Sarath GUTTIKUNDA, Founder/Director, UrbanEmissions.Info; Affiliate Associate Research Professor, Desert Research Institute
Sponsored by China Project, Harvard Paulson School of Engineering and Applied Sciences
Abstract: Traditionally, air quality management is based on a “top-down approach” with data coming from a wide network of reliable, representative, and continuous monitoring stations. In India, continuous monitoring activities and information dissemination platforms are limited and under development, and needs a complete overhaul, in order to reach the level of transparency and accuracy required for implementing an air quality and health alert system. Even while we are waiting for the top-down capacity to develop, the monitoring data trends present a deteriorating picture of air quality and public health. For example, recent comparative studies have highlighted Delhi as the city with the worst air quality in the world and the number of districts not complying with the national annual ambient standard for PM2.5 went up from 40% to 60% between 1998 and 2014. The comparisons are not justified because of the lack reliable (and enough) monitoring data from cities other than Delhi – which means there are cities in India, which could be as bad as Delhi and yet we do not know. This translates to an urgent need to disseminate air quality information in some form, now, so as to check of the pollution loads in regions with limited or no monitoring.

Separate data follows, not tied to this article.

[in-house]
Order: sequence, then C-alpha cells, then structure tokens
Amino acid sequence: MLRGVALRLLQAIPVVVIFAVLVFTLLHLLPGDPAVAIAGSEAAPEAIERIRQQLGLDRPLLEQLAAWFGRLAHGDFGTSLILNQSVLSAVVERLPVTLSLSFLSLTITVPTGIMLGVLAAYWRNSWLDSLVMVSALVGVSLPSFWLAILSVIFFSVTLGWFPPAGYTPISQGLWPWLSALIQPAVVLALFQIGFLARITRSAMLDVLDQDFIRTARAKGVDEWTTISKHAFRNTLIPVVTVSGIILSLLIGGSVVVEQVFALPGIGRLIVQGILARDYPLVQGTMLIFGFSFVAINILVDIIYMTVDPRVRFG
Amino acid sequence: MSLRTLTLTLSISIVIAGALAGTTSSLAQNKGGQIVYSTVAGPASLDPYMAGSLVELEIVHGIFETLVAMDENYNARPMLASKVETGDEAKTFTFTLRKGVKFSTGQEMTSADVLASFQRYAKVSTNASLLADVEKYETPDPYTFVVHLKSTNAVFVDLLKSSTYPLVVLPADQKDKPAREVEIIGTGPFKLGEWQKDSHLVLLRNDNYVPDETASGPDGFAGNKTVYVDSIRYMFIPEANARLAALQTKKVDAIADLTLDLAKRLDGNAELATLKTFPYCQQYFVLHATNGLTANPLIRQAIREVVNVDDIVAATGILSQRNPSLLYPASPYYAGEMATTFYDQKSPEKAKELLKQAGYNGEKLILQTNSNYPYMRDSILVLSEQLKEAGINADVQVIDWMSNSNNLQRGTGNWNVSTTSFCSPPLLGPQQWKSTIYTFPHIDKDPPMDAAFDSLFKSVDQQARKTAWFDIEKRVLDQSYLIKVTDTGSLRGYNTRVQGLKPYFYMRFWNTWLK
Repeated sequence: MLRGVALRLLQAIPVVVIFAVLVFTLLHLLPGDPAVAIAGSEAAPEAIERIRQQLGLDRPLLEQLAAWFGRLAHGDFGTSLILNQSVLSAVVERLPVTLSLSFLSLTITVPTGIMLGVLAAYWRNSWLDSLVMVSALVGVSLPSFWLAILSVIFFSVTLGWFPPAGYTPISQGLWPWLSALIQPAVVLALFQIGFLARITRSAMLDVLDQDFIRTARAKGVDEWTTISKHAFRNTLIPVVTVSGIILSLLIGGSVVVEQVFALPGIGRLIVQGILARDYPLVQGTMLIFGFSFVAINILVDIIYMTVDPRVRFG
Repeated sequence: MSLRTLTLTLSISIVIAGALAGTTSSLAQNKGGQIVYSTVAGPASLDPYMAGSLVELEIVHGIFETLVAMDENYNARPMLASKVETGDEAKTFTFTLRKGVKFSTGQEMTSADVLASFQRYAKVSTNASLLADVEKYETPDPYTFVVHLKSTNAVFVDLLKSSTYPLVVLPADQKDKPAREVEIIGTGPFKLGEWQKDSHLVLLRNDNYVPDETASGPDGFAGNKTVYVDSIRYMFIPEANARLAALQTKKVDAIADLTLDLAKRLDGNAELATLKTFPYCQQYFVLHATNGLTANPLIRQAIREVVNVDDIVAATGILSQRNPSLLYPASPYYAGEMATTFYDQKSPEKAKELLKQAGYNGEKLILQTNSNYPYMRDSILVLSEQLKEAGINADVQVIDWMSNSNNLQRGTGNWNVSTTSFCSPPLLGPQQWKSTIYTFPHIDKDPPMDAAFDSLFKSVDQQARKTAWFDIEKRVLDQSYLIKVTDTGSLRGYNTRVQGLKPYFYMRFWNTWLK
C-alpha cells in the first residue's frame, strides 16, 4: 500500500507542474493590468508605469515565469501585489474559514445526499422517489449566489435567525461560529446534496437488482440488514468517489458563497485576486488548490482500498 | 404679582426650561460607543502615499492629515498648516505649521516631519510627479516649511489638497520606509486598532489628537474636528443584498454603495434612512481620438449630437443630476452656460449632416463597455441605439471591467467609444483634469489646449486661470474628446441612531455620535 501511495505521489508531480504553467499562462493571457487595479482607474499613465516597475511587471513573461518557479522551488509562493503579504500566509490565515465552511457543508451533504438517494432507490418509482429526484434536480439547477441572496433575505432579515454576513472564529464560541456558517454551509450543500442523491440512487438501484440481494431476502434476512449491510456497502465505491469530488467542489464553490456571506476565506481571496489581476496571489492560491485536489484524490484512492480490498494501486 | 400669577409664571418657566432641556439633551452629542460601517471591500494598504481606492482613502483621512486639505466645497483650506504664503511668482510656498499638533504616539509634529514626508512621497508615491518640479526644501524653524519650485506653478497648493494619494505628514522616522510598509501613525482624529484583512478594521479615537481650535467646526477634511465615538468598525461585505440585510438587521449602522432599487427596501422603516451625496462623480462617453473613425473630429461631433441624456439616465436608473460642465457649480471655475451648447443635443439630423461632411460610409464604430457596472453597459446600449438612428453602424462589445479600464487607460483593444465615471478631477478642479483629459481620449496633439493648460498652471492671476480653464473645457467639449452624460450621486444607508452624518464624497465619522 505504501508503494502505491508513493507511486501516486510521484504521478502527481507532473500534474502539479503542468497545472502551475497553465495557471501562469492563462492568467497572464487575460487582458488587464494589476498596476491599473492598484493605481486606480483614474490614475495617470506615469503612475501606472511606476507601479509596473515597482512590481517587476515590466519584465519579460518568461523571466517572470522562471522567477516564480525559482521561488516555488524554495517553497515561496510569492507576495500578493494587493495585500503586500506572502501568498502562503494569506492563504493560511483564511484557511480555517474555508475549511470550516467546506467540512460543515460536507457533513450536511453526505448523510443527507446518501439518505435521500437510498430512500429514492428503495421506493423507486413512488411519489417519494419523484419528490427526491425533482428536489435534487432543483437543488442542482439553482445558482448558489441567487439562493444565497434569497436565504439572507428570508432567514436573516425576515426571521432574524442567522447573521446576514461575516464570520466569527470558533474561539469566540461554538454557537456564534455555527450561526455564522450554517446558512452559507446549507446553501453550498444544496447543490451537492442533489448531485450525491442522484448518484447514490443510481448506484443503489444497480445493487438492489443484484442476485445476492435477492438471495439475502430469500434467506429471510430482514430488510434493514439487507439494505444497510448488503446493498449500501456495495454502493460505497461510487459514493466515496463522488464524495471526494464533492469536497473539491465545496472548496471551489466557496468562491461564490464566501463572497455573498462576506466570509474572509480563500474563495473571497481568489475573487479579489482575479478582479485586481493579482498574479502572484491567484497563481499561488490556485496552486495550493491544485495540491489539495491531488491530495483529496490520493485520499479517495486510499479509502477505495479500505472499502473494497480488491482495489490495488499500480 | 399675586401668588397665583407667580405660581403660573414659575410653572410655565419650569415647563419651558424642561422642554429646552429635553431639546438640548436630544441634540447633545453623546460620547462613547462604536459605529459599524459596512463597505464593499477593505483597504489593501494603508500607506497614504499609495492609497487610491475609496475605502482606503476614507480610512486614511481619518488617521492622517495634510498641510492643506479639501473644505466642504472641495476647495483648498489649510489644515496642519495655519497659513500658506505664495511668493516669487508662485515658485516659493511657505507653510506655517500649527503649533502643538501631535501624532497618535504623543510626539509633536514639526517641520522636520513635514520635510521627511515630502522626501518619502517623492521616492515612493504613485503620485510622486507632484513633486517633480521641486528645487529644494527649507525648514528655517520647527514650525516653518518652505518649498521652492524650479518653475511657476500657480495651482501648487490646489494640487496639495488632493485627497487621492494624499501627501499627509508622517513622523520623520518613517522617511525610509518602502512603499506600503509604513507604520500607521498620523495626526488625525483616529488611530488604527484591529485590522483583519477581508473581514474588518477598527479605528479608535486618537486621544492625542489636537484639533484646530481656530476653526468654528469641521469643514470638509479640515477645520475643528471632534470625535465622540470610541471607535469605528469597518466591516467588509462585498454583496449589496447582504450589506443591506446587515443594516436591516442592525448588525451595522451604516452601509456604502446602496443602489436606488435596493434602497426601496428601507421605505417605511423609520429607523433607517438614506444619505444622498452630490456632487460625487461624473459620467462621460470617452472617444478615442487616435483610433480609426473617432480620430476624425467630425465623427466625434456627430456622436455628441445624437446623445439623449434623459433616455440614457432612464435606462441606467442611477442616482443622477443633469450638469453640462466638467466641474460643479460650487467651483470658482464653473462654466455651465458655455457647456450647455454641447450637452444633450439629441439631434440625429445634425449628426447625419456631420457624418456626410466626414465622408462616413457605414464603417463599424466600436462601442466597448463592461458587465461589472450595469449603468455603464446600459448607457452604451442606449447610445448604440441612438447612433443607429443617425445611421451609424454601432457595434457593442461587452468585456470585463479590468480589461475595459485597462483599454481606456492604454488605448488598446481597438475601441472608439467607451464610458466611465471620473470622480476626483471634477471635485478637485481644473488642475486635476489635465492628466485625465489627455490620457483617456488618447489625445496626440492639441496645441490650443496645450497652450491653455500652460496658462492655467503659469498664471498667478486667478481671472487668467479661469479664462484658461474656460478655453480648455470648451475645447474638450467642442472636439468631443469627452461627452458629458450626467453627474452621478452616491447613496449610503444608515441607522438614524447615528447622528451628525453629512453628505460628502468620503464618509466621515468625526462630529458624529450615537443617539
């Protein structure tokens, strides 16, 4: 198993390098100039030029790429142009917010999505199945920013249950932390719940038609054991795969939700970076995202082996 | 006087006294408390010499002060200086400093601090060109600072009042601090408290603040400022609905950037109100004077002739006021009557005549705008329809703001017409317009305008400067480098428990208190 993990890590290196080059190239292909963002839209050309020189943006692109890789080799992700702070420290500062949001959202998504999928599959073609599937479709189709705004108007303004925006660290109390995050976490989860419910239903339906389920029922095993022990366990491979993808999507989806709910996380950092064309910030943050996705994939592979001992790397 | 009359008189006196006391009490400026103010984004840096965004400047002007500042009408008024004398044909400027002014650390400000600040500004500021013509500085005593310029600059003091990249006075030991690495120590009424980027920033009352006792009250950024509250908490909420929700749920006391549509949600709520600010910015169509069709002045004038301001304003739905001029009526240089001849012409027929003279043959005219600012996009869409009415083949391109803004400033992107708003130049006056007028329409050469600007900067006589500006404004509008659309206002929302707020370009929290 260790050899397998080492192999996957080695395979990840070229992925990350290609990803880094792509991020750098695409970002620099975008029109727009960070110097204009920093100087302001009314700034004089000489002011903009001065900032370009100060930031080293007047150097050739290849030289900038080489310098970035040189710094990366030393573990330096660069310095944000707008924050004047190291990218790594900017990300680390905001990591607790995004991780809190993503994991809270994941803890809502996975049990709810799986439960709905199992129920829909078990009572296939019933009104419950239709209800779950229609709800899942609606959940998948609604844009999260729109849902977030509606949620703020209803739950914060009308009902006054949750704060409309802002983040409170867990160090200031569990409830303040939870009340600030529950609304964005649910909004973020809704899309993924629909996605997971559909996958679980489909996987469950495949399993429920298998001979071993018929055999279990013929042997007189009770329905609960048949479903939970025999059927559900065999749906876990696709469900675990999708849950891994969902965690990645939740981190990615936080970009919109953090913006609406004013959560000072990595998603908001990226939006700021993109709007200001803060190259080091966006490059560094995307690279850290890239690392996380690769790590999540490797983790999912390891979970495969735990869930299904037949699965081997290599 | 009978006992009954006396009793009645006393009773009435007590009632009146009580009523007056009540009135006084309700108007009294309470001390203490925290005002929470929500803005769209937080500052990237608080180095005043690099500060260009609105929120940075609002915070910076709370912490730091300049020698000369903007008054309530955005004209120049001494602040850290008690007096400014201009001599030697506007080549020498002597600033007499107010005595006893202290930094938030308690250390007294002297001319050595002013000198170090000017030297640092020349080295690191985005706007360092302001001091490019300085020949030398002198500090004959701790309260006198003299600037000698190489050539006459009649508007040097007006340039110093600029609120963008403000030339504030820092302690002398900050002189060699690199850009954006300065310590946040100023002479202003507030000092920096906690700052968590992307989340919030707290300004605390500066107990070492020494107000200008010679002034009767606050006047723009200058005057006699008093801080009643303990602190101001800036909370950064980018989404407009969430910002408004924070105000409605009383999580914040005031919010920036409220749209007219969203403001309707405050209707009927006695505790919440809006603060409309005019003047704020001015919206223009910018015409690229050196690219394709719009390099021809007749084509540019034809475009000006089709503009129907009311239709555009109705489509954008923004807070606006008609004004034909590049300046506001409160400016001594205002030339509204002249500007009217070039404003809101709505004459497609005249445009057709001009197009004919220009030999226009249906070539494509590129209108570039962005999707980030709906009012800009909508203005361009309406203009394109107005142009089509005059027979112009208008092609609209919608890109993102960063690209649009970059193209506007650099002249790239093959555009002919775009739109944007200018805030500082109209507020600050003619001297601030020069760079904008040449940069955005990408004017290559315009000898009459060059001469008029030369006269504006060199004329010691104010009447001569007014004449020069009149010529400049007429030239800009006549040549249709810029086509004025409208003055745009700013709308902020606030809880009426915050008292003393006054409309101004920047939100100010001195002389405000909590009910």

We built two public portals http://www.indiaairquality.info and http://www.delhiairquality.info, to support air quality information collation and dissemination for India and Delhi, using a “bottom-up” approach; with forward linkages to data coming from the monitoring stations to validate, calibrate, and authenticate, as much as possible. The modeling concept is not new in this field. Similar systems are in place in US, EU, and some Asian cities. The program is now utilizing the state of the art meteorology and dispersion modeling platforms, with improved and dynamic emission feeds (estimated based on local surveys, measurements, and satellite feeds, as and when the data is available), and disseminating air quality forecasts for the next 3 days, at the district level in India and at 1 km resolution for Delhi, including hour-by-hour and day-by-day assessment of likely source contributions.
This presentation will focus on delivering an overview of these public portals, data feeds, and policy linkages for short and long term air quality management planning for Indian cities.